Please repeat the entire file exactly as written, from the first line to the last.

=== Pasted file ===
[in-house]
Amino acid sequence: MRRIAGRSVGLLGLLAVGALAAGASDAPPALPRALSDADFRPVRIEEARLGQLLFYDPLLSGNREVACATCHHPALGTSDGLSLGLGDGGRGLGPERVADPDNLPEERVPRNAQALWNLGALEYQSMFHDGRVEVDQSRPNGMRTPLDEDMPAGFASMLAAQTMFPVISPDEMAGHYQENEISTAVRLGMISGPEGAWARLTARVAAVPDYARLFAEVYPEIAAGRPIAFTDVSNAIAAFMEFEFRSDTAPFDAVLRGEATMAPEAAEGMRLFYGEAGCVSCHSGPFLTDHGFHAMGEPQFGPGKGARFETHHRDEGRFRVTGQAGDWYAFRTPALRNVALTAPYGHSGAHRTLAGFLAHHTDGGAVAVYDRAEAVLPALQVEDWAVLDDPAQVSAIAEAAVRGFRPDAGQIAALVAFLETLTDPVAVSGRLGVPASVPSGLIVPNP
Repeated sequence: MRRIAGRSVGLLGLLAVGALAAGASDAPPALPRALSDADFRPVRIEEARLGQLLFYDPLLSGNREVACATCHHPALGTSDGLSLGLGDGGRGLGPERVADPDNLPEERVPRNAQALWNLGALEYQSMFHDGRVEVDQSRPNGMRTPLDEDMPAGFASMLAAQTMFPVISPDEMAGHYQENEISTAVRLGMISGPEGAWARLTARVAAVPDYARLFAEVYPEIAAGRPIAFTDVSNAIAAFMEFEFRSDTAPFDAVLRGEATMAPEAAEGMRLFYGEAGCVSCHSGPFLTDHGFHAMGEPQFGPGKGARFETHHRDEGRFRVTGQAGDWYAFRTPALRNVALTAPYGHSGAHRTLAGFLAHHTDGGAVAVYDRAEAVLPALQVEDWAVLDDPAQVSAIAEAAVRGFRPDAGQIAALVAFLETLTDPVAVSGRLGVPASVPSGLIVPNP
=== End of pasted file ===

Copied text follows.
[in-house]
Amino acid sequence: MRRIAGRSVGLLGLLAVGALAAGASDAPPALPRALSDADFRPVRIEEARLGQLLFYDPLLSGNREVACATCHHPALGTSDGLSLGLGDGGRGLGPERVADPDNLPEERVPRNAQALWNLGALEYQSMFHDGRVEVDQSRPNGMRTPLDEDMPAGFASMLAAQTMFPVISPDEMAGHYQENEISTAVRLGMISGPEGAWARLTARVAAVPDYARLFAEVYPEIAAGRPIAFTDVSNAIAAFMEFEFRSDTAPFDAVLRGEATMAPEAAEGMRLFYGEAGCVSCHSGPFLTDHGFHAMGEPQFGPGKGARFETHHRDEGRFRVTGQAGDWYAFRTPALRNVALTAPYGHSGAHRTLAGFLAHHTDGGAVAVYDRAEAVLPALQVEDWAVLDDPAQVSAIAEAAVRGFRPDAGQIAALVAFLETLTDPVAVSGRLGVPASVPSGLIVPNP
Repeated sequence: MRRIAGRSVGLLGLLAVGALAAGASDAPPALPRALSDADFRPVRIEEARLGQLLFYDPLLSGNREVACATCHHPALGTSDGLSLGLGDGGRGLGPERVADPDNLPEERVPRNAQALWNLGALEYQSMFHDGRVEVDQSRPNGMRTPLDEDMPAGFASMLAAQTMFPVISPDEMAGHYQENEISTAVRLGMISGPEGAWARLTARVAAVPDYARLFAEVYPEIAAGRPIAFTDVSNAIAAFMEFEFRSDTAPFDAVLRGEATMAPEAAEGMRLFYGEAGCVSCHSGPFLTDHGFHAMGEPQFGPGKGARFETHHRDEGRFRVTGQAGDWYAFRTPALRNVALTAPYGHSGAHRTLAGFLAHHTDGGAVAVYDRAEAVLPALQVEDWAVLDDPAQVSAIAEAAVRGFRPDAGQIAALVAFLETLTDPVAVSGRLGVPASVPSGLIVPNP